Subscriptions to Disney+ were priced at $6.99 per month. Iger gambled that he could get market share at the cost of profits. Most of Disney’s streaming competition was priced between $10 and $15 monthly. Disney botched the chance to increase to those levels without driving churn up, and subscriber counts down. Its chance to make money was trapped by its low price point.
Iger did not take advantage of the depth and breadth of Disney’s content. He paid billions of dollars for Pixar, Star Wars, and Marvel. When he had his chance, he failed to capitalize on these investments. He also did not take advantage of the instincts that led him to buy all of those franchises.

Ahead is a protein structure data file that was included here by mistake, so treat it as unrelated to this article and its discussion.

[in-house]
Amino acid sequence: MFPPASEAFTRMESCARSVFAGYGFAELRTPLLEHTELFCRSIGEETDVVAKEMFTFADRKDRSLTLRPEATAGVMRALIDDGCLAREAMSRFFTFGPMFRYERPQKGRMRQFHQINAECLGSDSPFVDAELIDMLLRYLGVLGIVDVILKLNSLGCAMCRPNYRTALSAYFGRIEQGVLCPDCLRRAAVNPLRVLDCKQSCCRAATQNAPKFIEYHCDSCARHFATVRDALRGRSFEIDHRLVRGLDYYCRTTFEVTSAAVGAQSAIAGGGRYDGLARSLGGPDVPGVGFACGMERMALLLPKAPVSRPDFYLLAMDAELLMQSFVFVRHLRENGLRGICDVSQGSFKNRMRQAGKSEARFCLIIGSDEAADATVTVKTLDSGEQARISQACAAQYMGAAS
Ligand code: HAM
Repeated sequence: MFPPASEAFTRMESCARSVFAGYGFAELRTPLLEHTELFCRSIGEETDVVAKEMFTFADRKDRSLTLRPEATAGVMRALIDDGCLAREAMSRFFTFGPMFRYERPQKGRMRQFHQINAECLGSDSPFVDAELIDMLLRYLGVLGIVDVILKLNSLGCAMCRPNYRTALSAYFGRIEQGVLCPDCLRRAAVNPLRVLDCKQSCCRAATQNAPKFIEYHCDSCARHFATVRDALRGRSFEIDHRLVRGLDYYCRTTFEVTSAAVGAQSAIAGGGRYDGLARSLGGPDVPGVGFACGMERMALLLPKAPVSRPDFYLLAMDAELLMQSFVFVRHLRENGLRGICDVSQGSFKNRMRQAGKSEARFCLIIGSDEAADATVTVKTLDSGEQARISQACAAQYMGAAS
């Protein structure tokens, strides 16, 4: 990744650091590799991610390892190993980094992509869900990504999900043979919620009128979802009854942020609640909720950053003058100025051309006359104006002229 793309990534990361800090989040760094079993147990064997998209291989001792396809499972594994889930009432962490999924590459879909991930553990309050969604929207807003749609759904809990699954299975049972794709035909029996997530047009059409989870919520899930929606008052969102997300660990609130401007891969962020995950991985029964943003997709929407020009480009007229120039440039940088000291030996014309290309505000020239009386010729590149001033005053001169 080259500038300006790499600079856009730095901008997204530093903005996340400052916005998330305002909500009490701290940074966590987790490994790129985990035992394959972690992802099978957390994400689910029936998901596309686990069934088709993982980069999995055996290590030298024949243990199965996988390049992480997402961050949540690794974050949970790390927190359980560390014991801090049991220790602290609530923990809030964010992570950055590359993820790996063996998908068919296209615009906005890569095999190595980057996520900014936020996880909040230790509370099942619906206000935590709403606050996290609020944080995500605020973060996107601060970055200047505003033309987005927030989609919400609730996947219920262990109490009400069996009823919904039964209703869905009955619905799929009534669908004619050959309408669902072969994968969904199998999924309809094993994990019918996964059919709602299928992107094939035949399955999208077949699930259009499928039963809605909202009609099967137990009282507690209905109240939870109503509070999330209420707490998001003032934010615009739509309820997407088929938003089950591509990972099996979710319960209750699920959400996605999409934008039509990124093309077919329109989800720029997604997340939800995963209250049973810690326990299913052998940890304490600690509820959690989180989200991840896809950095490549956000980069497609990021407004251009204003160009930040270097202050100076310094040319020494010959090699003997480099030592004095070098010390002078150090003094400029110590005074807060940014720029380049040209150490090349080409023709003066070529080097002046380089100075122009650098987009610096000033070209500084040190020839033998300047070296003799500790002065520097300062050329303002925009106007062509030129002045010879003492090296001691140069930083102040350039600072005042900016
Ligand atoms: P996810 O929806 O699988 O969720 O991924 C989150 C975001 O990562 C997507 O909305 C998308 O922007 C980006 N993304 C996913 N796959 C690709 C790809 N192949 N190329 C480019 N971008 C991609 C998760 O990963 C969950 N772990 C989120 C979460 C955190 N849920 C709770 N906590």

It was Iger who painted streaming as a critical business. When it was first available, he said, “It’s going to be the most important product our company has launched in a long time, certainly in my tenure.” Its chances of making large sums of money were stillborn.
As Iger returns, he won’t have the magic to make Disney+ a contributor to earnings. He will have to sharply cut costs in the division in an attempt to change that. And those cysts will make it less attractive to subscribers in a period when the streaming competition has surged.
Iger will turn out to be a poor choice.
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